How CuddleCot is changing the care system for stillbirth families
The scene opens with a woman, curled up on a hospital bed. A doctor enters, rolling in a white bassinet. “This is called a CuddleCot,” he explains. “It’s a special bassinet that keeps stillborn babies cool so they can stay with their parents a little longer… even after they’re gone.”
Inside is the woman’s stillborn baby, Sophie.
“It’s so …” the mother whispers.
“Morbid?” the doctor responds. “These devices can give you something that nothing else can. Time. It’s not the time you wished you had. Nothing can give you that. But it can give you time to grieve.”
The moment unfolds on this week’s episode of NBC’s year-old drama, “New Amsterdam,” but it’s one that’s playing out more often in real life across the country and around the world. And it’s all thanks to the CuddleCot, an actual device that’s used in a growing number of hospitals and hospices that can provide grieving parents more time with their infant.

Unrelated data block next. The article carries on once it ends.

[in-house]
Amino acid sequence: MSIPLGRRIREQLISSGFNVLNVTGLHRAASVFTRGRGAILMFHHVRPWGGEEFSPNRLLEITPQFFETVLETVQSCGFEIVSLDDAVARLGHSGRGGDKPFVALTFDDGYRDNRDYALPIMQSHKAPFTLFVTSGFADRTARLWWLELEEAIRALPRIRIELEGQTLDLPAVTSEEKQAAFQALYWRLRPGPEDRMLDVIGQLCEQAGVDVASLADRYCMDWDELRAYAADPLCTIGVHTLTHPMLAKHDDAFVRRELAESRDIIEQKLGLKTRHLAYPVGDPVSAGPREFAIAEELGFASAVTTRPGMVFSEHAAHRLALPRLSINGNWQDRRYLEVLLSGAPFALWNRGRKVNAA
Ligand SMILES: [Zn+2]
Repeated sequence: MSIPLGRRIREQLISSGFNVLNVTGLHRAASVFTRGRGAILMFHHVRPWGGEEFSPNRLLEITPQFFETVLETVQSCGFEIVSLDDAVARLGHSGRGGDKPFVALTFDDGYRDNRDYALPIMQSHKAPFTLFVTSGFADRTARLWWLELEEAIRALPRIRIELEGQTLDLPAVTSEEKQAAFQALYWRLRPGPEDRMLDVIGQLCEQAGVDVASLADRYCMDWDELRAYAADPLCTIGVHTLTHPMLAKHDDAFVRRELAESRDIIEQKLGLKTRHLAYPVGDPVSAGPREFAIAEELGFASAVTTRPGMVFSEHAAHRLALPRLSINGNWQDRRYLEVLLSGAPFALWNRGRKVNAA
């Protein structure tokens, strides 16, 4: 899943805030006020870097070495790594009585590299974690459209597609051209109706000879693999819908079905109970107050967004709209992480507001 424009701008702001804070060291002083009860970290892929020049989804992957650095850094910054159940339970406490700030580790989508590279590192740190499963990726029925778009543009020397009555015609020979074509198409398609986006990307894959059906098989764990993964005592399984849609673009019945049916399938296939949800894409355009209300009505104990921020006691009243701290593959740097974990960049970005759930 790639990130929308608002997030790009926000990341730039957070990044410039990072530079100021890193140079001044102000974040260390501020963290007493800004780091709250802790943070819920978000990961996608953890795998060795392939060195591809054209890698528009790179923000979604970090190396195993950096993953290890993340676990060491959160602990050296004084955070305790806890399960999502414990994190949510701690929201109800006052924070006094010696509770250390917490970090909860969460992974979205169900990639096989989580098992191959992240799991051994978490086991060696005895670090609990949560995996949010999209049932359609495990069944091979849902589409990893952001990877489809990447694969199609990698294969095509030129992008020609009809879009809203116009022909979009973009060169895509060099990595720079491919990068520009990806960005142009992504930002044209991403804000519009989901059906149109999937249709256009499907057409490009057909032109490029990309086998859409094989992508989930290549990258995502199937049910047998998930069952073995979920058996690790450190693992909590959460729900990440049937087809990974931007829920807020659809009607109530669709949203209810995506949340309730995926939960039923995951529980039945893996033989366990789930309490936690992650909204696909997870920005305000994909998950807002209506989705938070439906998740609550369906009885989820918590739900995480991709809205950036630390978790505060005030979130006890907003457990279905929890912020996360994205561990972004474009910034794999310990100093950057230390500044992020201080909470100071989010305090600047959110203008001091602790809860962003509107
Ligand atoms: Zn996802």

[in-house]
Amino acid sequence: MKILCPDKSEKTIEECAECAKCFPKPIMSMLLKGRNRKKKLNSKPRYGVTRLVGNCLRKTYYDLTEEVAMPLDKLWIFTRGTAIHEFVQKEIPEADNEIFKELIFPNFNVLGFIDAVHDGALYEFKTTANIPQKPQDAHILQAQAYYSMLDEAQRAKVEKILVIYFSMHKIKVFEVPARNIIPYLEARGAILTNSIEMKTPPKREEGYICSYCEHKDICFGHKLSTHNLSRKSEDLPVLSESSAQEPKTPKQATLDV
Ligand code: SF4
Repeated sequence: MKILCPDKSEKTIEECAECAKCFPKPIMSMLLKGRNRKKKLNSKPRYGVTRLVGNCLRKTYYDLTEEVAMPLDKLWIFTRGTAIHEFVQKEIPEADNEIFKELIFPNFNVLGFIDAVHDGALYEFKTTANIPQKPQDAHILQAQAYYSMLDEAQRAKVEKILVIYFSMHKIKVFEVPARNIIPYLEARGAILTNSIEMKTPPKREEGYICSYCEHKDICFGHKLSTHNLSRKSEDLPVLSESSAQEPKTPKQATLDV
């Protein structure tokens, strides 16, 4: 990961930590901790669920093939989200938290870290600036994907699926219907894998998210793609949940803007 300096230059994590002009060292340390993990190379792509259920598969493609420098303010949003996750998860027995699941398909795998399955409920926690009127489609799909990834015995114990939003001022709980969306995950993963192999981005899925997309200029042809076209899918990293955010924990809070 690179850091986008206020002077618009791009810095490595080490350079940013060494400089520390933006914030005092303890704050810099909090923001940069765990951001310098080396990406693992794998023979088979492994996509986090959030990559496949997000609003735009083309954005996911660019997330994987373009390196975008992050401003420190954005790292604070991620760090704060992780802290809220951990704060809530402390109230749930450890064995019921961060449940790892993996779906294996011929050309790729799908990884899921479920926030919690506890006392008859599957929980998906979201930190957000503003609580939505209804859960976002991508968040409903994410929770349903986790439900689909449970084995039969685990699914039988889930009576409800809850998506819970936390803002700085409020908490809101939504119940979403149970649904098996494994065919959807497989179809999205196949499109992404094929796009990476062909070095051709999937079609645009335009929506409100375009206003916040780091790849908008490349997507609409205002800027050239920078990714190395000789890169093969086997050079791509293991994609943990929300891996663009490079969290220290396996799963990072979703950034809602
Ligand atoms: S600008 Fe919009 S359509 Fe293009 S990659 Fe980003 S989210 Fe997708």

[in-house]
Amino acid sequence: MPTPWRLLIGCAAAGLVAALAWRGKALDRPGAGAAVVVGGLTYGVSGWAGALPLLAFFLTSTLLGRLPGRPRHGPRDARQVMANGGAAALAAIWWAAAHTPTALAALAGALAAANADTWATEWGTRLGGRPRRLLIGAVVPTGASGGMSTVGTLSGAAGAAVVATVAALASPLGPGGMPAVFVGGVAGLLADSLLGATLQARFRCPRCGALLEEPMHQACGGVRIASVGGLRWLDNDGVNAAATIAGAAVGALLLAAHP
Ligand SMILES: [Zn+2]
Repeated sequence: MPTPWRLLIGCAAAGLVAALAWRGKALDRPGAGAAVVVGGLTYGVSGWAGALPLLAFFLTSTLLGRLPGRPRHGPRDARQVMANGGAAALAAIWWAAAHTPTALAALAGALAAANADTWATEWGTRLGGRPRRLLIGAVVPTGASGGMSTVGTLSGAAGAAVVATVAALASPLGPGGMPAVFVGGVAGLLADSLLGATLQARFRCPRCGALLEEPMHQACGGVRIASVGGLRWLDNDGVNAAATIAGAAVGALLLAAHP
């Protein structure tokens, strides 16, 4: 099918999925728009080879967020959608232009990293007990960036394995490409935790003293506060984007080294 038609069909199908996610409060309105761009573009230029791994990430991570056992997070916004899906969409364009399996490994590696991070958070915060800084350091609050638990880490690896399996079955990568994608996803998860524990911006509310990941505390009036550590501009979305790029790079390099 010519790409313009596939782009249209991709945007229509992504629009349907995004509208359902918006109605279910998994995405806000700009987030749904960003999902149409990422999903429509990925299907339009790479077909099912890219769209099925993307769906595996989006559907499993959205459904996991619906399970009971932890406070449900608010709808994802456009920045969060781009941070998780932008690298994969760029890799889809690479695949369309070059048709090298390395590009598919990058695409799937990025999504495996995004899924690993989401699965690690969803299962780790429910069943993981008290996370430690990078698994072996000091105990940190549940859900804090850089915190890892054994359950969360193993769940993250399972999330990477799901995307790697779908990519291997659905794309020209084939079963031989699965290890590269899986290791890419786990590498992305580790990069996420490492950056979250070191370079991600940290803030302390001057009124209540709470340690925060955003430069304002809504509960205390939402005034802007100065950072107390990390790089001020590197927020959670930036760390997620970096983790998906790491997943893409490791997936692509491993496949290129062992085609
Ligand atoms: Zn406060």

Developed by Flexmort, which is based in England, CuddleCots have been on the market for about seven years. “The response,” said Steve Huggins, Flexmort’s commercial director and co-inventor of the CuddleCot, “has been overwhelming.”
In the United Kingdom, every facility that delivers babies has at least one CuddleCot; many have three. And, in the past five years, hospitals in other parts of the world, including Europe, Australia, New Zealand and Africa, have brought in CuddleCots.
The devices were introduced in the United States four years ago. Today, about 1,200 are used in hospitals and hospices here, Huggins said. When he first brought the device to the United States, Huggins said he faced plenty of skepticism about the product. Naysayers wondered why anybody would want it. Today, it’s a different story.
“It’s very much, ‘This is wonderful. This is lovely. I have this amazing story to tell you,’” he said.
How the CuddleCot works
Babies weren’t on Huggins and co-inventor Simon Rockwell’s minds when they launched Flexmort in 2010. The two had worked in law enforcement and emergency and disaster planning. As obesity rates rose, they knew agencies were struggling with handling dead bodies that didn’t fit inside morgue refrigeration. They developed a cooling unit that could be used instead.